When does self-defense apply under South Carolina law?
I bet you think that if someone attacks you you have the right to defend yourself, and it’s that simple. That makes sense, and most people would agree…
But did you know that SC’s self-defense law only applies when your attacker is threatening to kill or seriously injure you? Although it is an open question just waiting for an appellate court to decide, under SC’s current rules for self-defense, you have no right to self-defense in a minor scuffle or an assault where there is no danger of death or great bodily injury.
In this article, we will look at when self-defense does and does not apply in SC, including:
When does self-defense apply in SC?
The elements that a person must prove to establish self-defense in SC (see State v. Guderyon) are:
(1) the defendant must be without fault in bringing on the difficulty;
(2) the defendant must have been in actual imminent danger of losing his life or sustaining serious bodily injury, or he must have actually believed he was in imminent danger of losing his life or sustaining serious bodily injury;
(3) if his defense is based upon his belief of imminent danger, defendant must show that a reasonably prudent person of ordinary firmness and courage would have entertained the belief that he was actually in imminent danger and that the circumstances were such as would
warrant a person of ordinary prudence, firmness, and courage to strike the fatal blow in order to save himself from serious bodily harm or the loss of his life; and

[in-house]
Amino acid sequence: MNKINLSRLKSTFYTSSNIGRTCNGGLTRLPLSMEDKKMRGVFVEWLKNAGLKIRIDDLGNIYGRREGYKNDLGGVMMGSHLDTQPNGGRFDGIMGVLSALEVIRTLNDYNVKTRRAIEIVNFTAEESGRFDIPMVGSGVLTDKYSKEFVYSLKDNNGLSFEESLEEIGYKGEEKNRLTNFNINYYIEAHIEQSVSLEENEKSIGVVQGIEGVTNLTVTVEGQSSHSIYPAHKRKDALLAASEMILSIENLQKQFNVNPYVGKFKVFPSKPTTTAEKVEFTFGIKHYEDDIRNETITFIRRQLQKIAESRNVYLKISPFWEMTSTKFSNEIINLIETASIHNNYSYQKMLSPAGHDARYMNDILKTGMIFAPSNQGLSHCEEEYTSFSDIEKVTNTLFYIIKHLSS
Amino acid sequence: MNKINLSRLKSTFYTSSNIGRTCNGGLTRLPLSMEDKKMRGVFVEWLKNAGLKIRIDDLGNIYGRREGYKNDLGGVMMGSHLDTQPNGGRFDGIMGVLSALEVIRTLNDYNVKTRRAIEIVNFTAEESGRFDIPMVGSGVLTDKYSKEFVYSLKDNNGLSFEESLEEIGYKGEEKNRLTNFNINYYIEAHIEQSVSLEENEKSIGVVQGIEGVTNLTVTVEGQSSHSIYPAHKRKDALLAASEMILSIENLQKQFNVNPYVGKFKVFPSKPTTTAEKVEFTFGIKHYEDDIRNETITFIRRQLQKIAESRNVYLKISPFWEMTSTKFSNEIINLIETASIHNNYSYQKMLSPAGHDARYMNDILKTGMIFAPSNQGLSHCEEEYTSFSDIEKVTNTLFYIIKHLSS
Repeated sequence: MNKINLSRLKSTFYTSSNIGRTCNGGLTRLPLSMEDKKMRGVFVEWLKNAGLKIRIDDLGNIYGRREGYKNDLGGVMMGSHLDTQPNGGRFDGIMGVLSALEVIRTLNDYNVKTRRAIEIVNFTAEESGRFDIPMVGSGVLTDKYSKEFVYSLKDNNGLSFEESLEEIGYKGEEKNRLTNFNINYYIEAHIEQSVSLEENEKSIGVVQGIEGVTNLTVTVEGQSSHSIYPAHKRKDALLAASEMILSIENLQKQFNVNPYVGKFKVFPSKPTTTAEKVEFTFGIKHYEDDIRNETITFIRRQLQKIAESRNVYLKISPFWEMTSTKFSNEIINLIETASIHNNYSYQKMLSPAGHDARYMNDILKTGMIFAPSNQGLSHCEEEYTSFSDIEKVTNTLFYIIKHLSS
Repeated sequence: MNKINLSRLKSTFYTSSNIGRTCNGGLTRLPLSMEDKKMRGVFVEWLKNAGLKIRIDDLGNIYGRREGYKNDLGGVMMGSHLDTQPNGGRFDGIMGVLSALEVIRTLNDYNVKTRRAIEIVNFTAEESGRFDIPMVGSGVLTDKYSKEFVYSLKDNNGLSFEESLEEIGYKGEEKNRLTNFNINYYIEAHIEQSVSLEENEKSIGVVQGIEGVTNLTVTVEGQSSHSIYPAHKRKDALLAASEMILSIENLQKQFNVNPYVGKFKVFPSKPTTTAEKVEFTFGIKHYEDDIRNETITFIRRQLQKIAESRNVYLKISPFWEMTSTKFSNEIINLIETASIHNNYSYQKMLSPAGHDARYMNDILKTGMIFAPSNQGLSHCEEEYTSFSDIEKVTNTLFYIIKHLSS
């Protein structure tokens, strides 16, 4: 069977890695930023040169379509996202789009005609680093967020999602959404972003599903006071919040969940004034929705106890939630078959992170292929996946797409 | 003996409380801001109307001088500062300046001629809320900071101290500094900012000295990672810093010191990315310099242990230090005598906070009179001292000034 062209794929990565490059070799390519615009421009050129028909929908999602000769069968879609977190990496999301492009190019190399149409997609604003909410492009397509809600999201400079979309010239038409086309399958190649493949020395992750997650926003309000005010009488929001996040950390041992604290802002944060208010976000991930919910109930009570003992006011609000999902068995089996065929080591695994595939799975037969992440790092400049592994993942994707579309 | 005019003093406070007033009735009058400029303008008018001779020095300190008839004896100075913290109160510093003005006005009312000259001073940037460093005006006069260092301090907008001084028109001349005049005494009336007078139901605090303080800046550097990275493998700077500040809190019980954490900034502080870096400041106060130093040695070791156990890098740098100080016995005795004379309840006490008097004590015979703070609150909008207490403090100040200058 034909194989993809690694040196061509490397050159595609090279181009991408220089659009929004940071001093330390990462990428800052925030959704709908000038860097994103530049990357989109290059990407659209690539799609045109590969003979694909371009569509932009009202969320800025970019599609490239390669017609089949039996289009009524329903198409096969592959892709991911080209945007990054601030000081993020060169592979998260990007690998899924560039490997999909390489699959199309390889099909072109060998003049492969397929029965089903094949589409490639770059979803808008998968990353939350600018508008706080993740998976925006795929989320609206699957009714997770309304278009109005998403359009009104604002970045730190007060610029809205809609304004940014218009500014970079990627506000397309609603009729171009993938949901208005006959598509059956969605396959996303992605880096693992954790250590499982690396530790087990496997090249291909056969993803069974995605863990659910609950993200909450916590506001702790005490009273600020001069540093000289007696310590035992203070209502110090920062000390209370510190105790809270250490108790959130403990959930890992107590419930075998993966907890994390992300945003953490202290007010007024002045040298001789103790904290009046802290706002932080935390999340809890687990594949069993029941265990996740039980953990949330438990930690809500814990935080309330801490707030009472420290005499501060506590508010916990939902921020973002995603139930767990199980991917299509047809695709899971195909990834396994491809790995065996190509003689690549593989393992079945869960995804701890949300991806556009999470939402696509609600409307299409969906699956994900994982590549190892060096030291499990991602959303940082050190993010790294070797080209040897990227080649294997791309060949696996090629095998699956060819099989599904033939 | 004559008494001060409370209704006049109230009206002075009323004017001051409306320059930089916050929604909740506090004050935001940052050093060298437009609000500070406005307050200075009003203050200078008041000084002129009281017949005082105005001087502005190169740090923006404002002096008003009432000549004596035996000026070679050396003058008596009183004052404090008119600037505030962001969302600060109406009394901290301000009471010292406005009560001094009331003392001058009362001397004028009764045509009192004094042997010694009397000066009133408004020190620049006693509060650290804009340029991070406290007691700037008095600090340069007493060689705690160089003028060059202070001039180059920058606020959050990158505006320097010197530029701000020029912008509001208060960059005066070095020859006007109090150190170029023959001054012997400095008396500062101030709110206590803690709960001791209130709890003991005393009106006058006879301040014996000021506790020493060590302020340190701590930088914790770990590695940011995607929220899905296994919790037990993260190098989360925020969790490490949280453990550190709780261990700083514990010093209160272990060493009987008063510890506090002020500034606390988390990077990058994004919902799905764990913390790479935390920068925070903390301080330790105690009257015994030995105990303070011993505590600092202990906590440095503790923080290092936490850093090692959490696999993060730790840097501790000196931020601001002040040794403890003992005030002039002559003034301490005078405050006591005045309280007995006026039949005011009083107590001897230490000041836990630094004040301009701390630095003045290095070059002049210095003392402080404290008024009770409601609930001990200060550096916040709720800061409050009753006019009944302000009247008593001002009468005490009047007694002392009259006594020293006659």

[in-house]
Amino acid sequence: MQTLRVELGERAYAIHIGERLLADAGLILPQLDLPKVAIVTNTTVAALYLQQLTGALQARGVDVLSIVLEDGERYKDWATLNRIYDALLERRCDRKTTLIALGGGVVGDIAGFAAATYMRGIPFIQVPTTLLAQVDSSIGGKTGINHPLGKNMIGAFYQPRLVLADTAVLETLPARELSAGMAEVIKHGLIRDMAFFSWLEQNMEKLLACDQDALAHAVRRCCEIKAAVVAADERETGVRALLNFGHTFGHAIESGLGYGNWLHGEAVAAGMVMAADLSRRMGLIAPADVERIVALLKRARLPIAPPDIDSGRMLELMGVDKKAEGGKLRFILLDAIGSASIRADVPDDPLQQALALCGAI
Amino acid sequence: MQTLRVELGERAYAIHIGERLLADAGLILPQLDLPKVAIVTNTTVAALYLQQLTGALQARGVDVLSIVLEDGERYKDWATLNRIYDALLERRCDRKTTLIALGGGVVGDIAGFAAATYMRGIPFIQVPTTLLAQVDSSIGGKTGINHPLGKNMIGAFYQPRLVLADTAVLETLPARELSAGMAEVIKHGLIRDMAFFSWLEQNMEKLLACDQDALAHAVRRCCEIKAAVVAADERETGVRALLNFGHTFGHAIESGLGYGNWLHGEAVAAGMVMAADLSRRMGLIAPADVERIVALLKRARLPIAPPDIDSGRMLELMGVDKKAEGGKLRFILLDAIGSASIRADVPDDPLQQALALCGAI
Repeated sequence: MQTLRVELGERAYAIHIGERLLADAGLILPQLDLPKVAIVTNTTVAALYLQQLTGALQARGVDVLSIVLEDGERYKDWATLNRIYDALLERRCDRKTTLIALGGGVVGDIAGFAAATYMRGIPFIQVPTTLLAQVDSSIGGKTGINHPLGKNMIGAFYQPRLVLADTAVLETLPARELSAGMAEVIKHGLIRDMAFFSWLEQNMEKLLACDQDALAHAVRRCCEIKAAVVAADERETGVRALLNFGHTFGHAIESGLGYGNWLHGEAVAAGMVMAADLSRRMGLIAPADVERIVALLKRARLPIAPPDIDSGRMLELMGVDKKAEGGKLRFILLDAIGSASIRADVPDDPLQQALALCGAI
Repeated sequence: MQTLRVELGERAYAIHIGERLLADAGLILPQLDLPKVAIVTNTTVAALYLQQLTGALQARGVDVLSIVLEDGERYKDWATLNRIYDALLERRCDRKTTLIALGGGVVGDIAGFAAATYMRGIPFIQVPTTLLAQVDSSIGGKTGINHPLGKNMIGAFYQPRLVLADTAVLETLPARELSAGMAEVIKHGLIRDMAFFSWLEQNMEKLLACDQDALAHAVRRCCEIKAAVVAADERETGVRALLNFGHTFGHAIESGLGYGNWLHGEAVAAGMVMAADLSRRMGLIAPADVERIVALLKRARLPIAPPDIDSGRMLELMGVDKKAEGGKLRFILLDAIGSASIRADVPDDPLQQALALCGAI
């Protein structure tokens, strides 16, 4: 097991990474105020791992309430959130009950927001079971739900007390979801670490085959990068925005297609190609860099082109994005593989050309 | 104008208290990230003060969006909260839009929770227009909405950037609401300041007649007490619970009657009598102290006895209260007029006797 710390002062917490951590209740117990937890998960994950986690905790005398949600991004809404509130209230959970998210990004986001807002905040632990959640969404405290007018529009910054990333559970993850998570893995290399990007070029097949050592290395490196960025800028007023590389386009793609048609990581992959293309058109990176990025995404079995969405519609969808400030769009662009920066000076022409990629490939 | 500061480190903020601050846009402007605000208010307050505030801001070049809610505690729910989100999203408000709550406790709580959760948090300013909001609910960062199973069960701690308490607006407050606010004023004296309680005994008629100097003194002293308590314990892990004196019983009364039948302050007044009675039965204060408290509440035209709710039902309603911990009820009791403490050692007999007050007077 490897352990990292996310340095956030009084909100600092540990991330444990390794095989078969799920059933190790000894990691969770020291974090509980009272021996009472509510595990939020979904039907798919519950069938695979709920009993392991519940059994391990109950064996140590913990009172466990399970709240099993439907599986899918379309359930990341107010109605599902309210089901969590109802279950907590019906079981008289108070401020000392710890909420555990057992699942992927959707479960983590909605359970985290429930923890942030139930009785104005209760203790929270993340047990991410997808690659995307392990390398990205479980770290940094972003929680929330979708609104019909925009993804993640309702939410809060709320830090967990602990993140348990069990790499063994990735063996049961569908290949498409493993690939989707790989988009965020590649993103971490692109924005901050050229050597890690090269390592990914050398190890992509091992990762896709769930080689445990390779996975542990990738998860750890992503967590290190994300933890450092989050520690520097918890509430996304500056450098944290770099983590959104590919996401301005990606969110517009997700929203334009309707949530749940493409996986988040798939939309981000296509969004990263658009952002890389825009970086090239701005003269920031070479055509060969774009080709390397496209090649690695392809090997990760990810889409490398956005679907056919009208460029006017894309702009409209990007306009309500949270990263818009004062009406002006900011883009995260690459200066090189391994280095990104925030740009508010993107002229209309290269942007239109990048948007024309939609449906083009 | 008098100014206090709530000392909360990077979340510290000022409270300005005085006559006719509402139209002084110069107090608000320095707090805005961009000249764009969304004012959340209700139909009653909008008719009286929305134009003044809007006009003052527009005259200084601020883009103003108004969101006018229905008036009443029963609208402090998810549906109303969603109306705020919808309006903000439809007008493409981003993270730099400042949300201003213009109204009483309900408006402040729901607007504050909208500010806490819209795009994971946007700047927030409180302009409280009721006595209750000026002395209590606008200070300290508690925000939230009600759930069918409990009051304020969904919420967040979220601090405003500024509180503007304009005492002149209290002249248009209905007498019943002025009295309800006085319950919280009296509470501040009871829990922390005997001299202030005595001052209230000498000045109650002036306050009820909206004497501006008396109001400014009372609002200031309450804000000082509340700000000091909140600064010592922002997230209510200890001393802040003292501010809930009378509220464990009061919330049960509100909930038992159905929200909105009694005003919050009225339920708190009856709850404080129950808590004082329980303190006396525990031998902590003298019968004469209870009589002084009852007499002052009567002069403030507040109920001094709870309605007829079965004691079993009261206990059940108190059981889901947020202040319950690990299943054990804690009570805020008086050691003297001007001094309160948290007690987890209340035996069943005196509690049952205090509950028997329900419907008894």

(4) the defendant had no other probable means of avoiding the danger.
Provided the defendant produces some evidence for each element, the court must give a jury instruction that lists these elements and instructs the jurors to acquit the defendant if each element has been proven.
SC’s stand-your-ground law is a bit different. A defendant is entitled to immunity from prosecution if:
If the court finds that the stand-your-ground law applies, the court must dismiss the charges. If the court does not find that the stand-your-ground law applies, but the defendant introduces evidence at trial of each element of self-defense, the court must give a jury instruction on the elements of self-defense and instruct the jurors to acquit if self-defense is proven.
What happens if someone walks up to you, shoves you, and you defend yourself? Or someone draws back their fist to punch you (they are threatening to assault you) and you punch them first?
One of the elements that you must prove if you claim self-defense in court is that you were “in actual imminent danger of losing [your] life or sustaining serious bodily injury, or [you] must have actually believed [you were] in imminent danger of losing [your] life or sustaining serious bodily injury.”
“Serious bodily injury” is used interchangeably in appellate opinions and the SC Code with the term “great bodily injury,” which is defined throughout the SC Code as “bodily injury which creates a substantial risk of death or which causes serious or permanent disfigurement, or protracted loss or impairment of the function of any bodily member or organ.”